By CAROL RYAN DUMAS
With consumption of dairy products growing globally and growth in the U.S. domestic market slowing, it's time for the U.S. industry to look overseas.
That was the message a Rabobank strategist brought to clients during a dinner presentation Tuesday in Twin Falls, Idaho.
Growth of dairy consumption in the U.S. has slowed considerably due to smaller population growth and a slowing of the economy, said Tim Hunt, Rabobank dairy strategist.
At the same time, consumption is rising quickly in countries that find it difficult to produce their own milk, particularly China, Southeast Asia and Mexico, he said.
"It's creating opportunity offshore at the same time the market is slowing down in the U.S.," he said.
But foreign customers don't necessarily want the dairy products traditionally produced in the U.S., and many U.S. processors haven't gotten to know foreign buyers or what they want, he said.
"U.S. exports are rising but they're often sold at a discount on the world market; it's not what they (buyers) want," he said.
For example, no one outside the U.S. wants orange cheese, and the U.S. still produces a lot of nonfat dry milk while foreign customers want skim milk powder and whole milk powder, he said.
Some U.S. companies are reorienting themselves to the export market, building some plants and tweaking others. The size of those investments vary, he said.
Revamping U.S. processing to meet world demand and capture sales is a big investment -- in effort, time and money -- but it's one the U.S. industry needs to make, he said.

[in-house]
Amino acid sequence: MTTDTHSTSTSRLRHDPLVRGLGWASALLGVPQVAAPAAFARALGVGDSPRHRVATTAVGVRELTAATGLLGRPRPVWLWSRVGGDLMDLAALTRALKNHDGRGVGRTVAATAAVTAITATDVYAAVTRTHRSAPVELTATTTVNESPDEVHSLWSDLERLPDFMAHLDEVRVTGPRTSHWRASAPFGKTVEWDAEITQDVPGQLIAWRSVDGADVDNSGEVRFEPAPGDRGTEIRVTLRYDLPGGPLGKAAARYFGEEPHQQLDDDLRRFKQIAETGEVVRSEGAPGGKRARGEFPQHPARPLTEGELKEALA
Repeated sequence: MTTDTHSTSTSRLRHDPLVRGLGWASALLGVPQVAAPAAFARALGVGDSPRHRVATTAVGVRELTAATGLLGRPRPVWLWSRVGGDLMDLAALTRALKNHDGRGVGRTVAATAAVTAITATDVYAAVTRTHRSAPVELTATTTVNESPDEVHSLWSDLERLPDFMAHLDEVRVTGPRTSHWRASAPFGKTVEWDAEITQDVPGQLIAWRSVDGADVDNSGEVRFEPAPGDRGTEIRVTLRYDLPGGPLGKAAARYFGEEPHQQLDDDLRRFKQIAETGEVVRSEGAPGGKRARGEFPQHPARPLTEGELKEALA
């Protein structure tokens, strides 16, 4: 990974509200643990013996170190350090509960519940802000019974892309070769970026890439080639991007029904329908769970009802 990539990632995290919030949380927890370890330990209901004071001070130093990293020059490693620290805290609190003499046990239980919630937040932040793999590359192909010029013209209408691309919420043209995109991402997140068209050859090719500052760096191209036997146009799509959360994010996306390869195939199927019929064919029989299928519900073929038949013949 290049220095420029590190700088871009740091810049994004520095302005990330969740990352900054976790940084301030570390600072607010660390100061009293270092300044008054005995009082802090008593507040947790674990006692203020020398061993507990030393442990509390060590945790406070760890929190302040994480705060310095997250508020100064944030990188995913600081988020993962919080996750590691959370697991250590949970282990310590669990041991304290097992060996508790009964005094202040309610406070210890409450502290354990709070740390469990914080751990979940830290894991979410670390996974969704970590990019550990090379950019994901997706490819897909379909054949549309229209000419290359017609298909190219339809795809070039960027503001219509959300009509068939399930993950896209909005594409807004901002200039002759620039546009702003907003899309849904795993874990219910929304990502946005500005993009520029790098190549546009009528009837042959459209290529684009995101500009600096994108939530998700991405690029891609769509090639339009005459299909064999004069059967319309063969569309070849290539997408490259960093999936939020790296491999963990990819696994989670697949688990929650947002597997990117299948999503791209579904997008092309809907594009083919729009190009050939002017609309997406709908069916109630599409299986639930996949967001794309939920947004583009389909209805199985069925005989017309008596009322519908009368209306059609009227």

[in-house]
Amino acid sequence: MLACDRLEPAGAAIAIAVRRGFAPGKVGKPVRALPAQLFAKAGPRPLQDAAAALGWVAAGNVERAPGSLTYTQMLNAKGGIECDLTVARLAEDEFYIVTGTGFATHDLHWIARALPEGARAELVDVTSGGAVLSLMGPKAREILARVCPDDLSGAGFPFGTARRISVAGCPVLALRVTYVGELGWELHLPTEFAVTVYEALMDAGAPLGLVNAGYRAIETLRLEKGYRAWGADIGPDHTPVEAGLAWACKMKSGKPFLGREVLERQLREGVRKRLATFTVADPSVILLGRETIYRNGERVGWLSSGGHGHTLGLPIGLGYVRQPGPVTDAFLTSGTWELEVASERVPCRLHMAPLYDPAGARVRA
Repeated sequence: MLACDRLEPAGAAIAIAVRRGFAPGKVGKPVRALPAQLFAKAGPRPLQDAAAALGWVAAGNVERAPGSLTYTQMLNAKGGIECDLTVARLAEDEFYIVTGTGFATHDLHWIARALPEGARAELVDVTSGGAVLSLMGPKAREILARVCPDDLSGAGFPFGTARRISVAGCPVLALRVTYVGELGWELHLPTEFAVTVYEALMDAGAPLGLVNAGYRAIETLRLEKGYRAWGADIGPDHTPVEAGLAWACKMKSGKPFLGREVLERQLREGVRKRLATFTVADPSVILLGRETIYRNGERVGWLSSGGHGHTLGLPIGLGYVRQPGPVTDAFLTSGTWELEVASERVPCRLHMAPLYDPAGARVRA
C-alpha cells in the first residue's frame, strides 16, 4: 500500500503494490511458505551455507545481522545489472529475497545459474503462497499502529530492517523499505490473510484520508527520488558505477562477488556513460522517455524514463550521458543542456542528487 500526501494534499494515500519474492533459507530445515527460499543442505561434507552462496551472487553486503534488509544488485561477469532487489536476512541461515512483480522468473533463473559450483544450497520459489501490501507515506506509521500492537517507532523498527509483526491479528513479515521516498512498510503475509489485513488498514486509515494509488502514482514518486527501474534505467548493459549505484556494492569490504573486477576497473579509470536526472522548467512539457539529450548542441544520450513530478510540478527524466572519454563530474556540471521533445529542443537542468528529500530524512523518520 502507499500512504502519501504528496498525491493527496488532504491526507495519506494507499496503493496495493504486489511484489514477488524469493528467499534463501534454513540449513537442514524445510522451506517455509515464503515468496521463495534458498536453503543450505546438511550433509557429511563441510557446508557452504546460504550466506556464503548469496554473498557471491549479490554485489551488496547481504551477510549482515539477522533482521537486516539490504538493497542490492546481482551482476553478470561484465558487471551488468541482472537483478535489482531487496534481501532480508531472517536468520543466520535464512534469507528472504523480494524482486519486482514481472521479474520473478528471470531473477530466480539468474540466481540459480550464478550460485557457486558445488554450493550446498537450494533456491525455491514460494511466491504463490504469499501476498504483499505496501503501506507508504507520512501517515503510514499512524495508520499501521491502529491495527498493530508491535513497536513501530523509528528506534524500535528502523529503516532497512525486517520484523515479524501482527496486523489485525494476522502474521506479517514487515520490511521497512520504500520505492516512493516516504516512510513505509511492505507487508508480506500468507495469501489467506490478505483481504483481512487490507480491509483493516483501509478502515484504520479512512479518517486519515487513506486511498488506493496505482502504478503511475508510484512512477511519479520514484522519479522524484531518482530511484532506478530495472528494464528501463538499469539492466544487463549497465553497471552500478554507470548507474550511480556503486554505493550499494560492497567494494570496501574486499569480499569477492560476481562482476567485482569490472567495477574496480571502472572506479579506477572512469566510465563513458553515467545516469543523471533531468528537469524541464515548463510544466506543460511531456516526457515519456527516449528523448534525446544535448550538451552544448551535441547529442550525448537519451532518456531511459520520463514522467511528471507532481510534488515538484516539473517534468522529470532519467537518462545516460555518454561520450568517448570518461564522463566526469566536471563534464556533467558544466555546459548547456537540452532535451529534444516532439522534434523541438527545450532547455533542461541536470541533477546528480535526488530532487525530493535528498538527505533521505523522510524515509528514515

The industry is slowly coming to grasp the opportunity, strengthening marketing relationships and investing in facilities, but in some cases there are still doubts about the sustainability of exports and U.S. competitiveness, he said.
"Every investment entails risk, but it is well worth it," he said.
The time for change has come. It's time for the U.S. to bloom, meet the demands of the world and stop selling at discount, he said.
"The U.S. can choose just to service the domestic market but at the expense of growth," he said.
Even if the U.S. doesn't want to grow through exports, U.S. exports affect U.S. milk prices. And with 10 percent to 15 percent of U.S. milk production going to exports, it's important to capture the value of that excess milk, he said.
It's important that dairymen are aware of the global opportunities because some are co-op members that will elect those who will vote whether to invest in export opportunities, he said.
In addition, dairymen who understand the future of the industry are better equipped to make decisions on their own investments, he said.
"Like it or not, it's a global economy," said Jon Nelson, a Jerome, Idaho, dairy producer, adding that he agreed the U.S. needs to change manufacturing to capture more of the global market.
There's much more the U.S. could do with its milk in the way of exports and value-added products, said Louis Bettencourt, a Wendell, Idaho, dairyman.
Exports are becoming increasingly important as the U.S. begins to fill a larger role in supplying regions that can't meet their dairy needs, said Tara Russell, sales and marketing director for Idaho Milk Products, Jerome, Idaho.
IMP was established to take advantage of the value-added market and produces milk protein products widely accepted in the global marketplace, she said.
The company sees opportunity in the global arena and will continue to develop value-added products for specific applications, she said.